The last of 25 converted shipping containers has landed at Hawaii’s first homeless “navigation center,” and about one-third of its formerly homeless tenants have moved into transitional homes on a patch of Sand Island, but Mayor Kirk Caldwell wants the new Hale Mauliola project to proceed cautiously.
“This is a test,” Caldwell told reporters Monday. “We’ll modify, we’ll adjust. … This is a first step.”
Caldwell spoke on the site of Hale Mauliola’s last structure yet to be installed: a communal “central hale” dining area that will be made out of a tentlike, pop-up structure where tenants can eat their daily continental breakfast, lunch and dinner that they’re provided.
Families pay rent of $130 per month, and singles are charged $100. But fees are waived if tenants work 20 hours per month.
The goal is to move occupants out of Hale Mauliola and into more permanent housing within 60 days, but that’s also flexible.
By late March, Hale Mauliola expects to reach full capacity of 80 to 90 occupants, plus any pets they might bring.
Since the first occupants started moving in during November, 38 people and their pets have moved in. Six have since moved on to other housing, including one who was flown back home to the mainland.
On Monday 32 residents, such as former Waikiki beachboy Clayton “Uncle Clay” Gohier, 75, were off the street and living in Hale Mauliola.
“I’m so happy to be here,” Gohier said, leaning on his walker. “Down to the janitor, everybody treats you well.”
Three dogs were also at Hale Mauliola on Monday.
For Damien “Uncle Kala” Koanui, 59, having a place to call home and lock up his valuables means everything.
In just under 50 days, life at Hale Mauliola has “given me my dignity back,” Koanui said.
He showed reporters the new Kala mahogany ukulele he won at a Christmas giveaway at Ward Warehouse and played the first tune he’s started learning, called “Happy Me.”
Koanui smiled as he strummed and sang the lyrics, “Everybody knows that I got a happy life. … I’m the original happy me.”
Hale Mauliola is much more than a place for formerly homeless people to live, said Jerry Coffee, clinical director for the Institute for Human Services, which runs it for the city.
As a “navigation center” it offers an on-site housing specialist to help get occupants into long-term housing, a full-time social worker case manager and seven other staff who rotate shifts around the clock.
There are also daily shuttles to take residents to IHS’ homeless shelters in Iwilei, where they can get drug or alcohol counseling, medical treatment and other services.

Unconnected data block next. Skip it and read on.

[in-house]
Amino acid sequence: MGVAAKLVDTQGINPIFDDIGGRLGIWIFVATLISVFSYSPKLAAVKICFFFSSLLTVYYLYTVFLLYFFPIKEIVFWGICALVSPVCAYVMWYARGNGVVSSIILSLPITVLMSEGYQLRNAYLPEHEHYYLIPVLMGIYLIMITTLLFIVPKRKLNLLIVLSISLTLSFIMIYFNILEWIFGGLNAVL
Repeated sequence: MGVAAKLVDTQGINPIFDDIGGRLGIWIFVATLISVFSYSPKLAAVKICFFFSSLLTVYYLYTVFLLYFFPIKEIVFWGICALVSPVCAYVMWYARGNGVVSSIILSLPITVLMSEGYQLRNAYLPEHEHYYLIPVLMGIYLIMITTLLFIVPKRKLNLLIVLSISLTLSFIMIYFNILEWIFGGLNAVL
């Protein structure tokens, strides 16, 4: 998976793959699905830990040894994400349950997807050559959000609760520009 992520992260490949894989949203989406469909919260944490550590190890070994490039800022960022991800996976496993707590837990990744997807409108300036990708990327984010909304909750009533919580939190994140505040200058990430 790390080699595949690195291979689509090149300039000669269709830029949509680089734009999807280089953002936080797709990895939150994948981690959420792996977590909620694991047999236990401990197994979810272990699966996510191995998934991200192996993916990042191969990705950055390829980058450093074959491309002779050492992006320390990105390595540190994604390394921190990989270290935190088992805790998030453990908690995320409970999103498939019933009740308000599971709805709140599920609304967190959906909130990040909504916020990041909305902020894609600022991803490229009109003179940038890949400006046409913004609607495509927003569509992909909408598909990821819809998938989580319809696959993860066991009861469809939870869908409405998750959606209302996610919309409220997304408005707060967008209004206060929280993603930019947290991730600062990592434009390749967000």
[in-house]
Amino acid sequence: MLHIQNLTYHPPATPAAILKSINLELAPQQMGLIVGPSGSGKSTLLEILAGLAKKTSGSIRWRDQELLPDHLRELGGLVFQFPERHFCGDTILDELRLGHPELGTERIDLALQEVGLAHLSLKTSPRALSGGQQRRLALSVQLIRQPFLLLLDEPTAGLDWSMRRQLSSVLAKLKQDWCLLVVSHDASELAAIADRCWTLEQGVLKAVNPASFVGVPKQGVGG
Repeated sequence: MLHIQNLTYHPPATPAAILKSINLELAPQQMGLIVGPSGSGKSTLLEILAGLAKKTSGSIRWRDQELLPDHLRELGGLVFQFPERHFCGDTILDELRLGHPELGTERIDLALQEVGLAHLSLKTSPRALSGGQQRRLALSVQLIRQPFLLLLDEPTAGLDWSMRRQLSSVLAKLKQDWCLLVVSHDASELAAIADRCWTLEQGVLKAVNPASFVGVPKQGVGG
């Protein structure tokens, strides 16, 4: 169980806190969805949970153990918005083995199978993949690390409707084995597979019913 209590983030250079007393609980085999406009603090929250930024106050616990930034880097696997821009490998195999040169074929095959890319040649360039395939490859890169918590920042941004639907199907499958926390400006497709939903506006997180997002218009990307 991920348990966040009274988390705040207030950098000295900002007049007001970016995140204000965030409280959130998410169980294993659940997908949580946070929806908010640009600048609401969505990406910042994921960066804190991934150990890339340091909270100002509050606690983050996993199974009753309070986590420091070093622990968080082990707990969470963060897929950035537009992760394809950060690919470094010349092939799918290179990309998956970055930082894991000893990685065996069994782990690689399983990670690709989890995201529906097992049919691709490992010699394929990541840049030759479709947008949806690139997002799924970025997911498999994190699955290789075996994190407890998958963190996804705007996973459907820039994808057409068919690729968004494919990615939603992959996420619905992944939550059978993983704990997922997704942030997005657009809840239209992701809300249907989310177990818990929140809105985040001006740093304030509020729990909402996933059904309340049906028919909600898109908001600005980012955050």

“It’s an entry point for our homeless in the urban core,” Caldwell said.
Hale Mauliola takes up about 1 of its 4 acres. Caldwell said it could possibly accommodate more converted shipping containers to house even more homeless people. He mentioned the potential for communities of homeless — including Micronesians — who might want to move in together.
But instead of building out Hale Mauliola immediately, Caldwell wants to see whether similar projects should be tried in other neighbor-hoods to help homeless people who often prefer to live close to where they work, attend school or feel more comfortable around familiar faces.
Caldwell said he’s open “to every possible concept.”
For Hale Mauliola, he said, “We want to make sure it’s working before we add to it. … We’re not going to rush.”
The mayor reiterated that Hale Mauliola is one piece of a homelessness strategy that last year resulted in housing for 772 formerly homeless people across Oahu.
The bulk comprised 596 homeless veterans who were helped by the Veterans Administration, U.S. Vets, Catholic Charities and a host of social service agencies working with an Oahu consortium called Partners in Care, said Jun Yang, the city’s executive director of the office of housing.
Even though nearly 600 veterans were housed, the effort fell 51 veterans short of meeting the nationwide “Mayors Challenge to End Veteran Homelessness” on Oahu by the end of 2015.
Still, Yang said, “We’re making pretty amazing progress.”
Hale Mauliola also represents the work of “a community effort,” said IHS spokesman Kimo Carvalho.
Outrigger Hotels and Resorts donated bedspreads that were customized by sewing groups, which also used them to make curtains. The Honolulu Authority for Rapid Transportation gave palm trees and planter boxes. The Harry and Jeanette Weinberg Foundation provided benches. Homeless children at IHS’ family shelter turned their painted handprints into artwork.
“We can’t end homelessness on our own,” Carvalho said. “It really does take a community.”